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Art Professor Creates Tree That Can Bear 40 Different Types Of Fruit

Nobelle Borines

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One man’s art project could be the future of conservation. An art professor has set out to create a tree that could bear several different fruits at the same time. The result is the Tree of 40 Fruit, and it could change the way fruits will be harvested in the future.

Sam Van Aken is an art professor at Syracuse University in New York who once thought that tree branches being grafted and grown onto other trees were similar to Frankenstein’s monster. However, he soon grew fascinated with the idea and decided to apply the process to an art project. This led to Van Aken creating the Tree of 40 Fruit, from which a single tree can produce 40 different stone fruits (fruit with pits) including peaches, apricots, plums, cherries, and nectarines.

The Tree of 40 Fruit is certainly colorful when it blooms.

To create a single tree, Van Aken uses chip grafting, where buds are cut off a fruit tree and allowed to heal to the lateral branches of a rootstock tree. This would lead to branches from the fruit tree to grow on the rootstock tree and allowing fruit to grow in areas where they normally cannot survive. Van Aken has already planted several trees in different states around the country.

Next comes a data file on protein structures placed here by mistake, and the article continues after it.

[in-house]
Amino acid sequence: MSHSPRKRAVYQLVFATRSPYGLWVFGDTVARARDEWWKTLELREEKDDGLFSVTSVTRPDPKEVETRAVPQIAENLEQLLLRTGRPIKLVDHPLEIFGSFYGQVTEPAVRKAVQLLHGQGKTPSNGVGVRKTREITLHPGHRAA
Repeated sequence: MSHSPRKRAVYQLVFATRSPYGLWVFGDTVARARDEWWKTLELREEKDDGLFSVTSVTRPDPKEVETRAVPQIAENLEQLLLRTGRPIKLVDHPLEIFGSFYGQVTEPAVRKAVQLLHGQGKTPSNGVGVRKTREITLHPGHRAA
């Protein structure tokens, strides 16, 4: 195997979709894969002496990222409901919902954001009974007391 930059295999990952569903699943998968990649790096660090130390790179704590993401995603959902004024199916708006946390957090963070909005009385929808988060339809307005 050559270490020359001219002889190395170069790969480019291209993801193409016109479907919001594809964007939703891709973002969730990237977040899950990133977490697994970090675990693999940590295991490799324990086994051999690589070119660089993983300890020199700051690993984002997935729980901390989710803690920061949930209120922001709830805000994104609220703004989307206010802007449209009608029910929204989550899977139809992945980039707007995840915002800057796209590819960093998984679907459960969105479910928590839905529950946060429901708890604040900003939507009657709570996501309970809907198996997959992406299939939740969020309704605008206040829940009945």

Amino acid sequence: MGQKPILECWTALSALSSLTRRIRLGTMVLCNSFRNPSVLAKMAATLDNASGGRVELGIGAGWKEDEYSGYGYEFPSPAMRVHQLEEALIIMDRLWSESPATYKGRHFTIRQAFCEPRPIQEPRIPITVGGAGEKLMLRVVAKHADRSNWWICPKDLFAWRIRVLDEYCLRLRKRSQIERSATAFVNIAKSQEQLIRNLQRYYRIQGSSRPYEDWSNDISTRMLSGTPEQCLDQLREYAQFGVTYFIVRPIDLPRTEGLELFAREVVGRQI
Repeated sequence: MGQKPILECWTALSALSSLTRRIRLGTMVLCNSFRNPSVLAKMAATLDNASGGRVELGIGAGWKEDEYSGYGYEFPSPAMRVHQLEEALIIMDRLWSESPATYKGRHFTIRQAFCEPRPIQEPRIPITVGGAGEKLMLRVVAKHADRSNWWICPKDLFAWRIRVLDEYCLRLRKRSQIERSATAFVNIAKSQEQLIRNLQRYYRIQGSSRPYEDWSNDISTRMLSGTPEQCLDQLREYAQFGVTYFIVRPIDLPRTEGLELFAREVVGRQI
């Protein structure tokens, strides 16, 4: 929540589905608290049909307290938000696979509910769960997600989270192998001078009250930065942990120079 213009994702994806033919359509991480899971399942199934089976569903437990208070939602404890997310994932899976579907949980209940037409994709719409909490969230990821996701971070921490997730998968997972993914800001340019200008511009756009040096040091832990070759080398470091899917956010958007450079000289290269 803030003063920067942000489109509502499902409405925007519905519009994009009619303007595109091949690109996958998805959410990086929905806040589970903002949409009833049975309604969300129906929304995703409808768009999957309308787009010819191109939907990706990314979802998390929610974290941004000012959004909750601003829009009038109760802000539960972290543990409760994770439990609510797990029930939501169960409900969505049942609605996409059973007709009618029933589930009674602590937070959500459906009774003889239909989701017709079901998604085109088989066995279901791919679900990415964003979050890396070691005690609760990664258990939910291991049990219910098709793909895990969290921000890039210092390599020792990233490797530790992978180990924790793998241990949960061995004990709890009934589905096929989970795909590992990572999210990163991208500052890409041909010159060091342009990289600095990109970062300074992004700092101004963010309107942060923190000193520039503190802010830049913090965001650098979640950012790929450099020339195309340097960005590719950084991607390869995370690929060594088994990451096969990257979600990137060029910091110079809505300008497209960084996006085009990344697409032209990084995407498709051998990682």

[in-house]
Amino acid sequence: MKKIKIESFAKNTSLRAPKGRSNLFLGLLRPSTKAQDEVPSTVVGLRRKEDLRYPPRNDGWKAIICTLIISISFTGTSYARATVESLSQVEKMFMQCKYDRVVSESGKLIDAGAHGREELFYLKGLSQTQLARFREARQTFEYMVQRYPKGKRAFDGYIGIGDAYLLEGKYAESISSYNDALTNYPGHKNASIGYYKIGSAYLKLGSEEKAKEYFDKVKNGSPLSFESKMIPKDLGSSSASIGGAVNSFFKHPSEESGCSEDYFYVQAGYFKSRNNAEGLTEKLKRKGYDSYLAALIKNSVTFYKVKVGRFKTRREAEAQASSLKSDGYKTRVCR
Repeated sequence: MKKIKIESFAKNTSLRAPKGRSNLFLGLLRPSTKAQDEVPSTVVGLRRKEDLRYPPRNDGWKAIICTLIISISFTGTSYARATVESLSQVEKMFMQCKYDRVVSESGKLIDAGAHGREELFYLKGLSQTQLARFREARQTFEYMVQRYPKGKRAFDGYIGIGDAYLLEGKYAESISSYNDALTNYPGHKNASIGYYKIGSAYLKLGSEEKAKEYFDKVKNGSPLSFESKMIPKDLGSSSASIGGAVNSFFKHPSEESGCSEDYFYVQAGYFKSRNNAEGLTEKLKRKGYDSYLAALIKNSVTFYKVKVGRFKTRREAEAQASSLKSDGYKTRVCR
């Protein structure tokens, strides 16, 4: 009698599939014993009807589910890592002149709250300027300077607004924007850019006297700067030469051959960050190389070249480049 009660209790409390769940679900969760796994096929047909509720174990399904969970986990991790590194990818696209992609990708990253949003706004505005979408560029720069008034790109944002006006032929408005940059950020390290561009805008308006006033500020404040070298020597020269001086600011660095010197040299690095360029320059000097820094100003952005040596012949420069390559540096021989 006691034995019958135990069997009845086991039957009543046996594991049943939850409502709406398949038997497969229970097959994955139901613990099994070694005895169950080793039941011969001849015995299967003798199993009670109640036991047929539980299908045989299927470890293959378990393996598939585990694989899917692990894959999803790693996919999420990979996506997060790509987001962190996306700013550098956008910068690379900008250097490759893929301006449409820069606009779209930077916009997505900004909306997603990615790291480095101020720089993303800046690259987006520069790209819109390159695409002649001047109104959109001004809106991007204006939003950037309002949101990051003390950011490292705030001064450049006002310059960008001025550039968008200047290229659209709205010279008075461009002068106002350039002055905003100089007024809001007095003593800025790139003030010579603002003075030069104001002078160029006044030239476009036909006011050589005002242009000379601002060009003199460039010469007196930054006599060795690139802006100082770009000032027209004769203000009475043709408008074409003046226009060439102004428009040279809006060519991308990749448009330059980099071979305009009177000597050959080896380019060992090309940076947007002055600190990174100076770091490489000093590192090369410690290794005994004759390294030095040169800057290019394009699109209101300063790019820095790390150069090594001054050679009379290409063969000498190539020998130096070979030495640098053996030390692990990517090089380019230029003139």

Van Aken takes pride in his creation considering that it turns trees into art and also helps in conservation of certain fruits.

“I look at the Tree of 40 Fruit as an artwork, a research project and a form of conservation,” he said.

Several fruits live in harmony on Van Aken’s creation.

Van Aken’s creations are certainly changing the way people look at trees. A tree that was planted at the Children’s Discovery Museum of San Jose is part of the organization’s environmental education program.

“It’s a wonderful opportunity for children to interact with an art piece that also produces fruit,” Autumn Young, the museum’s marketing manager said of the tree. “It’s a teaching opportunity.”

Van Aken has planted trees in Arkansas, Kentucky, Maine, Massachusetts, New Jersey, New York, and Pennsylvania.

Learn more about the Tree of 40 Fruit below:

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